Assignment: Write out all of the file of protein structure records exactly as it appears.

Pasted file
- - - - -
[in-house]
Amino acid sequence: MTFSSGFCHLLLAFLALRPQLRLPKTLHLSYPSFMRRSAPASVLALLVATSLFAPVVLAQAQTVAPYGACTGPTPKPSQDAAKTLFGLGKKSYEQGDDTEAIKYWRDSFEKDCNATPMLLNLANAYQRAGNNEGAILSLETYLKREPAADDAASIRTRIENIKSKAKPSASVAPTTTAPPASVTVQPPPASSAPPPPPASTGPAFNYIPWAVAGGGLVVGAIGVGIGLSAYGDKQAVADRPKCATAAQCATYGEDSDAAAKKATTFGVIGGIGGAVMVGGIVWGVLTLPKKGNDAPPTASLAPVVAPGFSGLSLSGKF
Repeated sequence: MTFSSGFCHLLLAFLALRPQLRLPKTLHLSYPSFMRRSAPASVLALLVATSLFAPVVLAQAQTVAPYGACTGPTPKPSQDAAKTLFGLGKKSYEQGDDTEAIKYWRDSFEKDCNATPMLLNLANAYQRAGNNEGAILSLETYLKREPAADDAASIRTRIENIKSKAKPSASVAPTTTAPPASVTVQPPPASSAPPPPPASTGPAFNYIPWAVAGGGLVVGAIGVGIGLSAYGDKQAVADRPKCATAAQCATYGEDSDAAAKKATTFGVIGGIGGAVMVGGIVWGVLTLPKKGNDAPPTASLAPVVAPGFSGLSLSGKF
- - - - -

[in-house]
Amino acid sequence: MTFSSGFCHLLLAFLALRPQLRLPKTLHLSYPSFMRRSAPASVLALLVATSLFAPVVLAQAQTVAPYGACTGPTPKPSQDAAKTLFGLGKKSYEQGDDTEAIKYWRDSFEKDCNATPMLLNLANAYQRAGNNEGAILSLETYLKREPAADDAASIRTRIENIKSKAKPSASVAPTTTAPPASVTVQPPPASSAPPPPPASTGPAFNYIPWAVAGGGLVVGAIGVGIGLSAYGDKQAVADRPKCATAAQCATYGEDSDAAAKKATTFGVIGGIGGAVMVGGIVWGVLTLPKKGNDAPPTASLAPVVAPGFSGLSLSGKF
Repeated sequence: MTFSSGFCHLLLAFLALRPQLRLPKTLHLSYPSFMRRSAPASVLALLVATSLFAPVVLAQAQTVAPYGACTGPTPKPSQDAAKTLFGLGKKSYEQGDDTEAIKYWRDSFEKDCNATPMLLNLANAYQRAGNNEGAILSLETYLKREPAADDAASIRTRIENIKSKAKPSASVAPTTTAPPASVTVQPPPASSAPPPPPASTGPAFNYIPWAVAGGGLVVGAIGVGIGLSAYGDKQAVADRPKCATAAQCATYGEDSDAAAKKATTFGVIGGIGGAVMVGGIVWGVLTLPKKGNDAPPTASLAPVVAPGFSGLSLSGKF